Grant Livingstone
By Alicia Hatch
April 4, 2018

In The Boss, women share how they became successful and the lessons they learned along the way.

I never set out to become a marketer. In fact, very early in my career, I started out doing something that, at first glance, seems about as far away from marketing as you can get — I was a program manager on a global disease initiative sponsored by the World Health Organization.

In that role, I was part of a diverse team of researchers, epidemiologists, surgeons, community health educators and anthropologists trying to address a disease found only in the most remote areas of West Africa. Our goal was to work with local communities to better diagnose and treat a rare and terribly disfiguring illness.

Those barriers were much more complex than just access to care. We had to work through local cultural beliefs that the disease was a curse, and thus, something that people felt they had to hide for fear of being shunned. To solve this, my team needed to understand the motivations, social codes and religious beliefs of the community in order to reach people who were suffering. I went in thinking my job was deeply scientific, but it was also very much an art — one where I had to learn how to connect and understand people from a culture that was very foreign to my own.

I didn’t fully recognize it at the time, but in that job I got a crash course in marketing. I learned that awareness is created as a hive and that people collectively build and influence perceptions. And most importantly, that the beliefs we were butting up against in West Africa were completely different from what we, as an outside group, had been focusing on.

That lesson has really been the foundation for my career as a marketer. It’s led me from West Africa to understanding the gaming community in a way that has helped me forge new territory building the Xbox brand. From there, it led me to launch a social media marketing agency that used new technology to build audiences, which was ultimately acquired by Deloitte. Understanding communities and knowing how to look for their unique connection points has helped me approach and apply new technology in a way that goes beyond the surface.

That brief history of my career seems smooth in hindsight, but each milestone required big leaps. Each of them also involved doing something I didn’t know how to do, or sometimes doing something that had never even been done by anyone else. Taking that non-traditional path served me well, forcing me to find comfort in situations where I didn’t always know the answer. I had to learn to embrace that gray space between the known and the unknown, between where I was comfortable, and where I wanted to grow.

The ability to embrace the gray space has allowed me to take interesting and challenging opportunities that, in turn, have helped me excel in my career faster than if I’d planned a more traditional career path. I didn’t always know where each step would lead me, but looking back, I’ve been able to use critical lessons along the way as preparation for my next challenges. Getting comfortable with being uncomfortable is ultimately how I ended up in my role at Deloitte Digital as the company’s chief marketing officer. The best thing about working in consulting is the sheer variety of problem sets I get to wrap my head around, and being surrounded by every type of genius in a dynamic environment that combines creatives types with technologists and business strategists. I manage a large organization of diverse skillsets, and when they come to me with challenges, I often suggest they explore the unknown territory — it keeps them growing in ways they never expected.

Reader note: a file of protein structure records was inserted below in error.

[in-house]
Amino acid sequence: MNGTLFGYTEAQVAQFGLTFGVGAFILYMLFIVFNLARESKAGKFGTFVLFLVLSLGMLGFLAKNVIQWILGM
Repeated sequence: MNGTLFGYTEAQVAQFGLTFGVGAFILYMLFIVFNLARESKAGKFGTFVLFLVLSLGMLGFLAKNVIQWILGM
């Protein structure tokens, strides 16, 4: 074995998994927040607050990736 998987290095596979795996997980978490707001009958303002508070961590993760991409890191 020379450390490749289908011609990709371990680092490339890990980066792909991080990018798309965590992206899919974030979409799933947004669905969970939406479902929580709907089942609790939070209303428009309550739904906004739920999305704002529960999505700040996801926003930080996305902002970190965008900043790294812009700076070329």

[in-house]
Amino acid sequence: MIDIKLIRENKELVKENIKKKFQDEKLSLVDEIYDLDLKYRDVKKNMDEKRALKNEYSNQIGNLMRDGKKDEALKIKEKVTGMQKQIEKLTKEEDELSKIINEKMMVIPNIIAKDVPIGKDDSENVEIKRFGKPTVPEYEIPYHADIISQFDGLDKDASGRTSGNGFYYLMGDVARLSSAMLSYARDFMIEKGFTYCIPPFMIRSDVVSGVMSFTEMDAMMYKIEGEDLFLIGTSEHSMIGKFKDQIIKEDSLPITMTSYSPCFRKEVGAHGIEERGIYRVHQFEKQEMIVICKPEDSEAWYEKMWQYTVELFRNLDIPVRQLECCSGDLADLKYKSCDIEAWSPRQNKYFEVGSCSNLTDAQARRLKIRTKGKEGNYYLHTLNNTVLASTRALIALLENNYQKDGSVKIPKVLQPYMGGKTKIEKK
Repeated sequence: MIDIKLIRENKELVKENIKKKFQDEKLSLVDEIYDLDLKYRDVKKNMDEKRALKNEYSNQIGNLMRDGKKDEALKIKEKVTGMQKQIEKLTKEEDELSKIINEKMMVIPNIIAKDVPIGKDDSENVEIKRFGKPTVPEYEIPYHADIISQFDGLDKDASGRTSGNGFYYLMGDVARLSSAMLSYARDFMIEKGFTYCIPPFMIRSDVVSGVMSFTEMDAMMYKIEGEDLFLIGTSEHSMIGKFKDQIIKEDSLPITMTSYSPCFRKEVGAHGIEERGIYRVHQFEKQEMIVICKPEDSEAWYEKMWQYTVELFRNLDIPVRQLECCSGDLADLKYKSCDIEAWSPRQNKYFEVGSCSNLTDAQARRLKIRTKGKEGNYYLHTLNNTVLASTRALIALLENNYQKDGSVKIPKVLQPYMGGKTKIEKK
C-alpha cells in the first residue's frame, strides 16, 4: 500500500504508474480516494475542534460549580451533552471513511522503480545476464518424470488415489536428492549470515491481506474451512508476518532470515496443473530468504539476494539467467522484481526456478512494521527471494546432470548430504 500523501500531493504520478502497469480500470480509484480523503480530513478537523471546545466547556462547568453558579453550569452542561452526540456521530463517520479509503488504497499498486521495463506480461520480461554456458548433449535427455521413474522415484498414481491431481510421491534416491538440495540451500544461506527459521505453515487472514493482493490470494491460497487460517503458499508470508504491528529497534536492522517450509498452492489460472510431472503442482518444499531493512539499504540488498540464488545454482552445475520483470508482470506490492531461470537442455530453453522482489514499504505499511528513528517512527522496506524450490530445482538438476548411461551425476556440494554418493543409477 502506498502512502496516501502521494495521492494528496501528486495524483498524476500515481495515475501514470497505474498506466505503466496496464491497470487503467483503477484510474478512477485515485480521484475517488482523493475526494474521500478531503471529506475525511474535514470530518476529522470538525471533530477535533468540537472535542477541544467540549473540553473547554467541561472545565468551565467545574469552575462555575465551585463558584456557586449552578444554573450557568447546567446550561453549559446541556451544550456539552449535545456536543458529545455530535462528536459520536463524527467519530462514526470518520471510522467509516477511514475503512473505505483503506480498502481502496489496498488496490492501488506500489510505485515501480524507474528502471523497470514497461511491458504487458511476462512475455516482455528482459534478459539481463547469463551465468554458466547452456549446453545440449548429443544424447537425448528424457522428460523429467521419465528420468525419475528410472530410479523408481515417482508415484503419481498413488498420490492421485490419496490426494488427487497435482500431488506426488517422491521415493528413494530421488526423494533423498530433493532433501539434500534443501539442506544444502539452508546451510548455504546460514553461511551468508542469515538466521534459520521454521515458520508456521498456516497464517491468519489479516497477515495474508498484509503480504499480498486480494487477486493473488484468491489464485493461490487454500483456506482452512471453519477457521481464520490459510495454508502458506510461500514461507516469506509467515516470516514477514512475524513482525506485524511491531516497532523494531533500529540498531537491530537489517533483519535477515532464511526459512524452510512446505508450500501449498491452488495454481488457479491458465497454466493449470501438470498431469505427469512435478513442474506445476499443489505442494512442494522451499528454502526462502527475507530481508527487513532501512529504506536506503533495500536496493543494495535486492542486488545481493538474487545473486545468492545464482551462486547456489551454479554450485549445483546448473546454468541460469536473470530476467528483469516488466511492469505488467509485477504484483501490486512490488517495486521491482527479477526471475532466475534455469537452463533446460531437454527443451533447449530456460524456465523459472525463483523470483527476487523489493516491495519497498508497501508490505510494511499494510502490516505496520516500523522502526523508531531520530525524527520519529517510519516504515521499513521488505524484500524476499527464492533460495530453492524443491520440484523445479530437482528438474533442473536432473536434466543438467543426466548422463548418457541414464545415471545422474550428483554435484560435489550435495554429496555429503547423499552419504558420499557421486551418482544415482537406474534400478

Emotional resilience and a tolerance for learning by experimentation helps me manage and balance the rest of my life, as well. I have four young boys, so perfection is not in the cards. I’m figuring it out as I go, and expect that every day will be full of learning experiences and moments to learn from and adjust. I play both a long game, and a very, very short game. To make everything work, I’ve had to open my mind to find new ways of doing things. I’ve had to be creative about the architecture of my life. This means I have dialed into meetings remotely from mountaintops, from my car outside of Target and at the doctor’s office. This means I sometimes paint my nails in the airport. Technology is continuously expanding our potential personally and professionally. Allowing myself to rethink basic assumptions about how my life should look has pushed me to constantly redefine what’s possible.

So now, when asked for career advice, I’m not going to be the one to tell you to make five or 10 year plans. I will tell you that I have no idea what the future is going to look like, but if you keep your eyes out for interesting problems to solve, you will find yourself with opportunities you never imagined. And if you become comfortable with that gray area — the space where you know you don’t know the answer — you only have tremendous opportunity in front of you. And you’ll have a hand in shaping our world in ways you could never plan.

That advice is something I continue to follow. Everywhere I look, new ground is being broken, and I see technology doing things that seemed like science fiction less than a generation ago. But my goals remain simple: to continue looking for problems that interest me, push on assumptions and find a new approach wherever I am. And that’s true now with what I am doing at Deloitte – I am in a continuous state of learning, growth, and discovery as I empower the world’s biggest companies to push boundaries, embrace possibility and thrive in today’s digital world.

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